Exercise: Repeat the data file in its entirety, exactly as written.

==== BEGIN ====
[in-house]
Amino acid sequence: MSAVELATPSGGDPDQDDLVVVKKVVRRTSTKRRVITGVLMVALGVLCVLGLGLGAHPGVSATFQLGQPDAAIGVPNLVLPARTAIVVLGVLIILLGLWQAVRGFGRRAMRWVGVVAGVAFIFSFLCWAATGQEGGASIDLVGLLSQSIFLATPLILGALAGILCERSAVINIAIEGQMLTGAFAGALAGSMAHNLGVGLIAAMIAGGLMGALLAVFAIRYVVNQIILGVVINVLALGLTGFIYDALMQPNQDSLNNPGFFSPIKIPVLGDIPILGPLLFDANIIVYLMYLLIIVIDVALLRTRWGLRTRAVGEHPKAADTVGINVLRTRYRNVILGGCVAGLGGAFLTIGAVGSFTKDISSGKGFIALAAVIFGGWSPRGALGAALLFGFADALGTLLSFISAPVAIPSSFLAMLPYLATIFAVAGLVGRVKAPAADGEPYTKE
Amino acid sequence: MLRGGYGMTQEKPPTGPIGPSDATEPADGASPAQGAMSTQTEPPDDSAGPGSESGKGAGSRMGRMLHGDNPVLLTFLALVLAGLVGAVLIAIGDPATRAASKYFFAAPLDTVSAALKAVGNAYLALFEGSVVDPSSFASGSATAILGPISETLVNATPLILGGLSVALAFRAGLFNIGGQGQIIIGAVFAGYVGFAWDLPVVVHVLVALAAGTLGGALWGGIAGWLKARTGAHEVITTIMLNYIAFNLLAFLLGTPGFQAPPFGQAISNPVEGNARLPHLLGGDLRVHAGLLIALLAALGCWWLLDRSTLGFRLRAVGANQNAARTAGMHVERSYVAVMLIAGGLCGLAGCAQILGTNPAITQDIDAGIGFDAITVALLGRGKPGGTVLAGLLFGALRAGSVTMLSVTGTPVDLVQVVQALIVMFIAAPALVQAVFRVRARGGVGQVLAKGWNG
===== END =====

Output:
[in-house]
Amino acid sequence: MSAVELATPSGGDPDQDDLVVVKKVVRRTSTKRRVITGVLMVALGVLCVLGLGLGAHPGVSATFQLGQPDAAIGVPNLVLPARTAIVVLGVLIILLGLWQAVRGFGRRAMRWVGVVAGVAFIFSFLCWAATGQEGGASIDLVGLLSQSIFLATPLILGALAGILCERSAVINIAIEGQMLTGAFAGALAGSMAHNLGVGLIAAMIAGGLMGALLAVFAIRYVVNQIILGVVINVLALGLTGFIYDALMQPNQDSLNNPGFFSPIKIPVLGDIPILGPLLFDANIIVYLMYLLIIVIDVALLRTRWGLRTRAVGEHPKAADTVGINVLRTRYRNVILGGCVAGLGGAFLTIGAVGSFTKDISSGKGFIALAAVIFGGWSPRGALGAALLFGFADALGTLLSFISAPVAIPSSFLAMLPYLATIFAVAGLVGRVKAPAADGEPYTKE
Amino acid sequence: MLRGGYGMTQEKPPTGPIGPSDATEPADGASPAQGAMSTQTEPPDDSAGPGSESGKGAGSRMGRMLHGDNPVLLTFLALVLAGLVGAVLIAIGDPATRAASKYFFAAPLDTVSAALKAVGNAYLALFEGSVVDPSSFASGSATAILGPISETLVNATPLILGGLSVALAFRAGLFNIGGQGQIIIGAVFAGYVGFAWDLPVVVHVLVALAAGTLGGALWGGIAGWLKARTGAHEVITTIMLNYIAFNLLAFLLGTPGFQAPPFGQAISNPVEGNARLPHLLGGDLRVHAGLLIALLAALGCWWLLDRSTLGFRLRAVGANQNAARTAGMHVERSYVAVMLIAGGLCGLAGCAQILGTNPAITQDIDAGIGFDAITVALLGRGKPGGTVLAGLLFGALRAGSVTMLSVTGTPVDLVQVVQALIVMFIAAPALVQAVFRVRARGGVGQVLAKGWNG